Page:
Indian Law Resources Information

Red Lake Band of Chippewa Indians, and Gerald and Luella Brun,

Plaintiffs,

vs.

United States of America, and the Commissioner of the Internal Revenue Service,

Defendants.

Civ. No. 4-92-1147
United States District Court For The District Of Minnesota, Fourth Division
861 F. Supp. 841, 96-1 U.S. Tax Cas. (CCH) P50,072, 76 A.F.T.R.2d (P-H) 7968, 1994 U.S. Dist. Decision
August 26, 1994, Decided

For RED LAKE BAND OF CHIPPEWA INDIANS, THE, on its own behalf and on behalf of its members, Red Lake, Minnesota 56671, GERALD F BRUN, Red Lake, Minnesota 56671, LUELLA R BRUN, Red Lake, Minnesota 56671, plaintiffs: David Lawrence Sasseville, Lindquist & Vennum, Mpls, MN. Mason D Morisset, Pirtle Morisset Schlosser & Aver, Seattle, WA. For UNITED STATES OF AMERICA, defendant: John A Marrella, US Dept of Justice, Tax Division, Washington, DC.

Murphy

MEMORANDUM OPINION AND ORDER

This is a tax refund case begun in the United States District Court for the District of Columbia in which plaintiff Red Lake Band of Chippewa (the Tribe) sued on its own behalf and as parens patriae on behalf of its members seeking declaratory and other relief concerning the imposition of federal income tax on income derived from logging activity on tribal trust land. Band members Gerald and Luella Brun also sued on their own behalf seeking a tax refund and other relief. The District of Columbia court granted defendant’s motion to dismiss all claims except the Bruns‘ refund claim. The case was then transferred here pursuant to 28 U.S.C. § 1406(a). Now before the court is defendants’ motion for summary judgment.

I.    When this action was originally filed in the District of Columbia, the Tribe sought a declaratory judgment that the income its members derived from the harvest of timber from Tribal lands is not subject to federal income tax, a permanent injunction enjoining the IRS from assessing or collecting federal income tax on such income, and a remedy in the nature of mandamus to require the Commissioner of Internal Revenue to "recognize and implement tribal members‘ rights to harvest tribal timber free of federal taxation." Complaint at PP 10.1, 10.2.

On September 24, 1992, United States District Judge Gehard Gesell granted defendants’ motion to dismiss the complaint on the basis that "this is not the proper venue for a refund claim and that the court lacks jurisdiction under the Declaration of Judgment and Anti-Injunction Acts because of alternative remedies. . .". Order dated September 24, 1992. Later, on October 27, 1992, the court granted in part plaintiffs‘ motion to Amend the Judgment:

As to the Brun’s refund claim, this Court‘s Order of September 24, 1992 is vacated and this aspect of the complaint is hereby transferred, pursuant to 28 U.S.C. § 1406(a), to the United States District Court for the District of Minnesota. . . to prevent the running of the statute of limitations.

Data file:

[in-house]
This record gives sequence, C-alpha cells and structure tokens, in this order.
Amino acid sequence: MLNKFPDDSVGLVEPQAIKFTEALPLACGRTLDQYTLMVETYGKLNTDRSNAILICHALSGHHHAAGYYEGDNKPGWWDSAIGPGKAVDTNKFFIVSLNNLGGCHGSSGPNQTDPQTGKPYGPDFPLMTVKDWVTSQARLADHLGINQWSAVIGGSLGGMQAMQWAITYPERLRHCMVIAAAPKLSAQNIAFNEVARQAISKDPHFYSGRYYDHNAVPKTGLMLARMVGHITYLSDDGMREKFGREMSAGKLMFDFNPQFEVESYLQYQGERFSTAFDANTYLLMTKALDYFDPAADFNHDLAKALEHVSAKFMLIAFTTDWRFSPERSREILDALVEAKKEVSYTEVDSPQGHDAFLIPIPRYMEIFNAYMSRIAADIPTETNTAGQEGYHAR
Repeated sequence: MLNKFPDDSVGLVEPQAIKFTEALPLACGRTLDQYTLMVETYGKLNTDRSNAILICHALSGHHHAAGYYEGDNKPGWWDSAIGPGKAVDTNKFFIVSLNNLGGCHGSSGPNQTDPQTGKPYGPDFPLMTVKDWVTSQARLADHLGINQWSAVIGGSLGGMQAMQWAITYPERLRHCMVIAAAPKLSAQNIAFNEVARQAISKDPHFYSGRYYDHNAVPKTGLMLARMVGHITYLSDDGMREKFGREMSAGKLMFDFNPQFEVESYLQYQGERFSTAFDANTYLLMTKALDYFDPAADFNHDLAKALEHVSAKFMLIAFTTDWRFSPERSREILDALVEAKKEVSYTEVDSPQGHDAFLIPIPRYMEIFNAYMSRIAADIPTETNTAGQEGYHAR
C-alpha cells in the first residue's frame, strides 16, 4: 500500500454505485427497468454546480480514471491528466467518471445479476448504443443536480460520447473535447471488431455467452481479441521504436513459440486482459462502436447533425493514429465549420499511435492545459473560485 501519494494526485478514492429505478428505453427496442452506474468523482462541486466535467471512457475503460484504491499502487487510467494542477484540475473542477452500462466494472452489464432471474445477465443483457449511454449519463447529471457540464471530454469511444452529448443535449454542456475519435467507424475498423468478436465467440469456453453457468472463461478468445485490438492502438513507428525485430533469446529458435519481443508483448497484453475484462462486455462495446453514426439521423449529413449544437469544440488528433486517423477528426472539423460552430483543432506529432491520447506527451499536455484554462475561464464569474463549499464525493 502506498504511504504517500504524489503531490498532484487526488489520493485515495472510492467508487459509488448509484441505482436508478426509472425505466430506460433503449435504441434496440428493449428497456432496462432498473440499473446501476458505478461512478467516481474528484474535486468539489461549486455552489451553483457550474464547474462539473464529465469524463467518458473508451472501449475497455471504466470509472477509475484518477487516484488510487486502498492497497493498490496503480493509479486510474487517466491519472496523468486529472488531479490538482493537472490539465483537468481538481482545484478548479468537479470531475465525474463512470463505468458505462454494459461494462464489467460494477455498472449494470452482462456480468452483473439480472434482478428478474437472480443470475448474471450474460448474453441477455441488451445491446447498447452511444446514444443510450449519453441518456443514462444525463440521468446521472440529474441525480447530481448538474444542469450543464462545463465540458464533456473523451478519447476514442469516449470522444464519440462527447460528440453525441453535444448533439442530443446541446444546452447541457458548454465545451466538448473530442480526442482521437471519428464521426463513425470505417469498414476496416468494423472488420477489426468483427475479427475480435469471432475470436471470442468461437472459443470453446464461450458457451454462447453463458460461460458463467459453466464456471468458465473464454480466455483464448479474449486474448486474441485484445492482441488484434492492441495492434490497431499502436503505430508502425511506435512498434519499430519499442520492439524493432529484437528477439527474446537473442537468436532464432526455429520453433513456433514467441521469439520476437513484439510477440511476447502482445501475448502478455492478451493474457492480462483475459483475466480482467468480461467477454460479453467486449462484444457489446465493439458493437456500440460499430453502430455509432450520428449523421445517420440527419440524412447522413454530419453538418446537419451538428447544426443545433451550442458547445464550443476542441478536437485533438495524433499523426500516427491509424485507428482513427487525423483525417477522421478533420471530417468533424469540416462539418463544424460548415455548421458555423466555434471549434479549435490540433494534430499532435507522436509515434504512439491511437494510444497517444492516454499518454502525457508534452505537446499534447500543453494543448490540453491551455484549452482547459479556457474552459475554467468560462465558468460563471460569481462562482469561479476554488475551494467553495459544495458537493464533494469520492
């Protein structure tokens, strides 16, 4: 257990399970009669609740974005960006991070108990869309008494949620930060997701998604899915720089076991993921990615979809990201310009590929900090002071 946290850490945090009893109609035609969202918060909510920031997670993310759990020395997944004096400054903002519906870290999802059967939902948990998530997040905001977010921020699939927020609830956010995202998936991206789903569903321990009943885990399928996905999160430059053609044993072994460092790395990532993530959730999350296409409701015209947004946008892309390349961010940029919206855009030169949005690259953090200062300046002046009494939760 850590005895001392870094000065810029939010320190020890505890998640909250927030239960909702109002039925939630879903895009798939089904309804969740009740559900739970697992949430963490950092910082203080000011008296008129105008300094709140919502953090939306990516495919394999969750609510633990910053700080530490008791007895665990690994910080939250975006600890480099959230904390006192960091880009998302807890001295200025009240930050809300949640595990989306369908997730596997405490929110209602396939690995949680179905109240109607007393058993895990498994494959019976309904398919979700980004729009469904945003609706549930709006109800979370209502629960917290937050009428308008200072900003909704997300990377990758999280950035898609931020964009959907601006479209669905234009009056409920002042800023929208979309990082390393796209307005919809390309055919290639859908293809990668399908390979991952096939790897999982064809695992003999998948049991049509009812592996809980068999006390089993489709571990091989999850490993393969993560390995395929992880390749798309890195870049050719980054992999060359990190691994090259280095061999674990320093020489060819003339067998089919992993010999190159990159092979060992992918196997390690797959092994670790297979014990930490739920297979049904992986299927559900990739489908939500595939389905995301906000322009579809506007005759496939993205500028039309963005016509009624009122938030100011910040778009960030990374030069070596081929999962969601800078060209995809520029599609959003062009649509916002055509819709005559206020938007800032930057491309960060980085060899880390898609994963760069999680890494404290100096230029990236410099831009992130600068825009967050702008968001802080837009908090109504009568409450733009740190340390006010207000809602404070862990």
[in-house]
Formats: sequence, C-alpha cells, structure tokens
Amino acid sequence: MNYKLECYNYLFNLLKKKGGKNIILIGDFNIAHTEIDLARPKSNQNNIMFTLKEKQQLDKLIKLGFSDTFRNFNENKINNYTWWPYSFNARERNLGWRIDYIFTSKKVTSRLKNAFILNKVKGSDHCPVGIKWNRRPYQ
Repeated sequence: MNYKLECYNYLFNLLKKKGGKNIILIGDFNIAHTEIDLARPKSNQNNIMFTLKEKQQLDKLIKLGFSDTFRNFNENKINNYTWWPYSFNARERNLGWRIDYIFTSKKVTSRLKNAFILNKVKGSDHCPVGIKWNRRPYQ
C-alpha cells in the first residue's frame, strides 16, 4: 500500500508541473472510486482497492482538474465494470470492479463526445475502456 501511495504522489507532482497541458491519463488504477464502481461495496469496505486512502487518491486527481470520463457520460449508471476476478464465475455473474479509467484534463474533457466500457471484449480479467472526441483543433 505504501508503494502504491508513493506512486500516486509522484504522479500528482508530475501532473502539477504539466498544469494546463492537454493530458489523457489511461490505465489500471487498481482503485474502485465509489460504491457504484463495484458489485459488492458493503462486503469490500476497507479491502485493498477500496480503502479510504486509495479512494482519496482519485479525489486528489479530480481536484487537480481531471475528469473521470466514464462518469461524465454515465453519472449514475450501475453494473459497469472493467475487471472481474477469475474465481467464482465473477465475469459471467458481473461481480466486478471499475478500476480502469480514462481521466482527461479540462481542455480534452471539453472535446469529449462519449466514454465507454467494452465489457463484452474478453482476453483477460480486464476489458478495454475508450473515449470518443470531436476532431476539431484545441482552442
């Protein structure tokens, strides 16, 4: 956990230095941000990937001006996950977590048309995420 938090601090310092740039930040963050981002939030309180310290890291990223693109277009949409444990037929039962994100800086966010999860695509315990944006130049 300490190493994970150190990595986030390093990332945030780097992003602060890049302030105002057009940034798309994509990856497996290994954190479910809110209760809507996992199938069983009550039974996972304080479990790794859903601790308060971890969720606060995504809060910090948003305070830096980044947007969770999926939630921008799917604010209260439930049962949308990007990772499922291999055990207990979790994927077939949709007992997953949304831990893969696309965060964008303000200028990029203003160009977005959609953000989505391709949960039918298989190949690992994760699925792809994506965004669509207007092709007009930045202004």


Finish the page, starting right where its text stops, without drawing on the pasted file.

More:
In all other respects plaintiffs’ motion to reconsider is denied.

Order dated October 27, 1992. Thus the only claim now before the court is the refund claim of Gerald and Luella Brun.1

The Bruns seek refunds in the amount of $ 22,944.06 (Tax Year 1983), $ 9,024.45 (Tax Year 1984), and $ 4,608.74 (Tax Year 1985). The taxes were assessed on income the Bruns derived from the cutting and sale of timber from tribal lands pursuant to a permit issued by the Tribe. The basis for their refund claim is that the assessment of federal taxes constitutes a "molestation" of the Tribe‘s right to quiet enjoyment of tribal lands in violation of the Treaty of Greenville. The Bruns cite three treaties which they argue create a federal tax exemption: the Treaty of Greenville, the Treaty of Old Crossing, and the Supplement to Treaty of Old Crossing. In particular the Bruns point to the language in Article V of the Treaty of Greenville which states:

To prevent any misunderstanding about the Indian lands relinquished by the United States in the fourth article, it is now explicitly declared, that the meaning of that relinquishment is this: The Indian tribes who have a right to those lands, are quietly to enjoy them, hunting, planting, and dwelling thereon so long as they please, without any molestation from the United States. . . [Until the Tribe’s lands are sold to the United States,] the United States will protect all the said Indian tribes in the quiet enjoyment of their lands against all citizens of the United States. Treaty of Greenville Article V.2

According to their pretrial statement of the case, the Bruns seek a trial on the following issues:

1.    The intent of the negotiators of the treaties with the Red Lake Band and particularly the Indian understanding of those treaties.

2.    The specific meaning of the following treaty phrases:

 
"quietly to enjoy them"

"without any molestation from the United States"

"quiet enjoyment"
 

3.    The central importance of timber and logging in the economic life of the Red Lake Band and its members.
Plaintiffs‘ Pretrial Statement of the Case at 5. The Bruns intend to prove their case by "calling an expert witness in the field of history, ethno-history, or anthropology to testify as to the construction of the treaties and the tribal understanding of the terms of the treaties." Id.

II.    The United States argues that like the income of other citizens, income earned by Indians is subject to federal income tax unless expressly exempted by a treaty or specific statute. It argues exemptions cannot be granted by implication, and that other courts have held that the treaties cited by plaintiffs do not contain any language which could reasonably be interpreted as an express tax exemption.